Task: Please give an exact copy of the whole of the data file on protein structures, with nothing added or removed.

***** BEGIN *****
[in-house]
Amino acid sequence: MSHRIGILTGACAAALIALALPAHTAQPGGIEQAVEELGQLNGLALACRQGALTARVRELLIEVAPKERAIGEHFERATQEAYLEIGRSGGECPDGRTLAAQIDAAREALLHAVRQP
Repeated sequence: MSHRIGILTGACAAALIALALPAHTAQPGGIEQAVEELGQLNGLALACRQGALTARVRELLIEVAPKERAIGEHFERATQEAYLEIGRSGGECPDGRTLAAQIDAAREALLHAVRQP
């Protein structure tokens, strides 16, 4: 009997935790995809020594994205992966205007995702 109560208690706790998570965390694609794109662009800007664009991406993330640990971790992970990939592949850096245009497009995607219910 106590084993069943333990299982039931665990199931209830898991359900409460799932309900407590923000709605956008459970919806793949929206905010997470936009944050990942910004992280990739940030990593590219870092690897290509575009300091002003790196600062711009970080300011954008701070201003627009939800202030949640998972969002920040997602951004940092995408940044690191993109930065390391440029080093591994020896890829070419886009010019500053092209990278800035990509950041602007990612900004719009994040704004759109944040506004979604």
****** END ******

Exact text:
[in-house]
Amino acid sequence: MSHRIGILTGACAAALIALALPAHTAQPGGIEQAVEELGQLNGLALACRQGALTARVRELLIEVAPKERAIGEHFERATQEAYLEIGRSGGECPDGRTLAAQIDAAREALLHAVRQP
Repeated sequence: MSHRIGILTGACAAALIALALPAHTAQPGGIEQAVEELGQLNGLALACRQGALTARVRELLIEVAPKERAIGEHFERATQEAYLEIGRSGGECPDGRTLAAQIDAAREALLHAVRQP
């Protein structure tokens, strides 16, 4: 009997935790995809020594994205992966205007995702 109560208690706790998570965390694609794109662009800007664009991406993330640990971790992970990939592949850096245009497009995607219910 106590084993069943333990299982039931665990199931209830898991359900409460799932309900407590923000709605956008459970919806793949929206905010997470936009944050990942910004992280990739940030990593590219870092690897290509575009300091002003790196600062711009970080300011954008701070201003627009939800202030949640998972969002920040997602951004940092995408940044690191993109930065390391440029080093591994020896890829070419886009010019500053092209990278800035990509950041602007990612900004719009994040704004759109944040506004979604």